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Prof Andrew Cunningham

Andrew Cunningham
  • Location: London
  • Year of Fellowship: 2016
  • Route to Fellowship: Meritorious Contributions to Knowledge

Field of work

Research institutes

Areas of special interest

  • wildlife conservation
  • disease ecology
  • zoonotic disease emergence

Areas of support

  • Collaborative research
  • One Health Agenda
  • Professional mentoring
  • Promoting knowledge and best practice
  • Public engagement
  • Translating research into veterinary practice

Professional positions

  • Professor of Wildlife Epidemiology, Institute of Zoology, Zoological Society of London
  • Honorary Professor, University College London
  • Visiting Professor, Royal Veterinary College
  • Visiting Professor, Universidad Andres Bello
  • Visiting Professor, University of Leeds


Andrew Cunningham is Deputy Director of Science at the Zoological Society of London, where he has worked since 1988, initially as veterinary pathologist and, most recently, as Professor of Wildlife Epidemiology.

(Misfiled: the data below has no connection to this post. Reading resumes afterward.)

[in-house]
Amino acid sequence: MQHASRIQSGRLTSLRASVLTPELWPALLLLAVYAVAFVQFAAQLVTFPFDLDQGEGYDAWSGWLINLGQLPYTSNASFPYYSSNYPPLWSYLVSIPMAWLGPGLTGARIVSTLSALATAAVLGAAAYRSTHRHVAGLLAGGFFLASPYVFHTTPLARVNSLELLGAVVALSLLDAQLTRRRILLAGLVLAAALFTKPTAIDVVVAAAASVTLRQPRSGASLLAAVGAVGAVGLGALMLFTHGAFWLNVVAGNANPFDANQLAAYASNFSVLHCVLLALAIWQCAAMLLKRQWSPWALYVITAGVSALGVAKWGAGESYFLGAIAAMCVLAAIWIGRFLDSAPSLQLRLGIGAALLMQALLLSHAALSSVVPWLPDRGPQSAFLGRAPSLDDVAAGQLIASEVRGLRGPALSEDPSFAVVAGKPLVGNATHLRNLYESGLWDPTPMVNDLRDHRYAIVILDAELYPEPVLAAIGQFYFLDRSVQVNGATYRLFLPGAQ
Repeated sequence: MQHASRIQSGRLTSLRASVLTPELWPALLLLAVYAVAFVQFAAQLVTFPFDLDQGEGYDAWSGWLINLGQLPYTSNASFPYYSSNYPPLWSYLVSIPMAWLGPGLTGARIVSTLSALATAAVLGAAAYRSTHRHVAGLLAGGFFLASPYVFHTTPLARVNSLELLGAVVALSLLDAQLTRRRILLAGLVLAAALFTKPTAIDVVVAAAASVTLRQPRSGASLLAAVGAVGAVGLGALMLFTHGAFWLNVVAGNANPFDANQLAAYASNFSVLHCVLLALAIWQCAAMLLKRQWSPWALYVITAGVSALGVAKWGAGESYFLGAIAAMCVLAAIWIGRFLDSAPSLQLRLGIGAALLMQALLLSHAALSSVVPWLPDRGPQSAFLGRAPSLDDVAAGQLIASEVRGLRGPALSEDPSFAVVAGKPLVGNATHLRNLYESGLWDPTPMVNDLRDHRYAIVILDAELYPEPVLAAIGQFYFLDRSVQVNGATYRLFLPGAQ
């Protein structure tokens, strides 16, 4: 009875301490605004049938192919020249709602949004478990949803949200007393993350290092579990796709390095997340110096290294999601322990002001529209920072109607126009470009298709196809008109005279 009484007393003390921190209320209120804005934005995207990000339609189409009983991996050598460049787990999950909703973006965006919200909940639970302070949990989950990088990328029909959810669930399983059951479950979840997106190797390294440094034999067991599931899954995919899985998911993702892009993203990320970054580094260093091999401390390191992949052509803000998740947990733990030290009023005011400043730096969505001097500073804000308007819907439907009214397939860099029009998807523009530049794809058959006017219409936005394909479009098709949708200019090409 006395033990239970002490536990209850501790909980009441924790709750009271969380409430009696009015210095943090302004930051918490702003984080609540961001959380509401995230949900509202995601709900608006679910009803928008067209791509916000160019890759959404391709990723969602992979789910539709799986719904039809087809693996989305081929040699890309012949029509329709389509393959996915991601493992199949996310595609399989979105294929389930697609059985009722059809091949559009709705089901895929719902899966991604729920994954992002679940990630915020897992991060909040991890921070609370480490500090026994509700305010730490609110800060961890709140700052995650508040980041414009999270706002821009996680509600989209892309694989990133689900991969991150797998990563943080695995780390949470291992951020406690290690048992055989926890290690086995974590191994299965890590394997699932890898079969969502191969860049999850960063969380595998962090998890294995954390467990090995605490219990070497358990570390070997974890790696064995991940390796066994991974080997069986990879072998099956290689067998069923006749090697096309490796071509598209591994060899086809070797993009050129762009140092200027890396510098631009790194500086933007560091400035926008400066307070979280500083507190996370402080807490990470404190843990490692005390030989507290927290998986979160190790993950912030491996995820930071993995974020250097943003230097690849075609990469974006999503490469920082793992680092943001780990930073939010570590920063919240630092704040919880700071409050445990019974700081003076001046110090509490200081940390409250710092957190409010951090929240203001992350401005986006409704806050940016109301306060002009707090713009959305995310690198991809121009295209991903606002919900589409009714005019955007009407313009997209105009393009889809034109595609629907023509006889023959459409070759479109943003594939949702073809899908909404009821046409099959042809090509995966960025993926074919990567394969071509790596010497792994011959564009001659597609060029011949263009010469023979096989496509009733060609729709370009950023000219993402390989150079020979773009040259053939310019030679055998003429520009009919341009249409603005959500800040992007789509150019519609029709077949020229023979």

Andrew investigates infectious and non-infectious disease threats to wildlife conservation, including disease ecology and the drivers of disease emergence and zoonotic spill-over. He has published > 400 scientific articles, including primary data and reviews on wildlife disease and emerging infectious diseases, including a seminal paper on emerging infectious disease threats to biodiversity and public health which was published in Science in 2000.

He discovered a new epidemic ranaviral disease of amphibians in Europe and he published the first definitive report of the global extinction of a species by an infectious disease. He has led several international and multi-disciplinary wildlife disease research projects, including the investigation of vulture declines in South Asia and the international team that discovered the fungus Batrachochytrium dendrobatidis as a cause of global amphibian declines. He is a member of DEFRA’s GB Wildlife Disease Surveillance Partnership and he led the team that discovered a novel disease causing greenfinch declines in the UK. In 2010, he won a Royal Society Wolfson Research Merit Award for his work on zoonotic viruses in African bats, a project which he continues to co-lead with colleagues in the Universities of Ghana and Cambridge.

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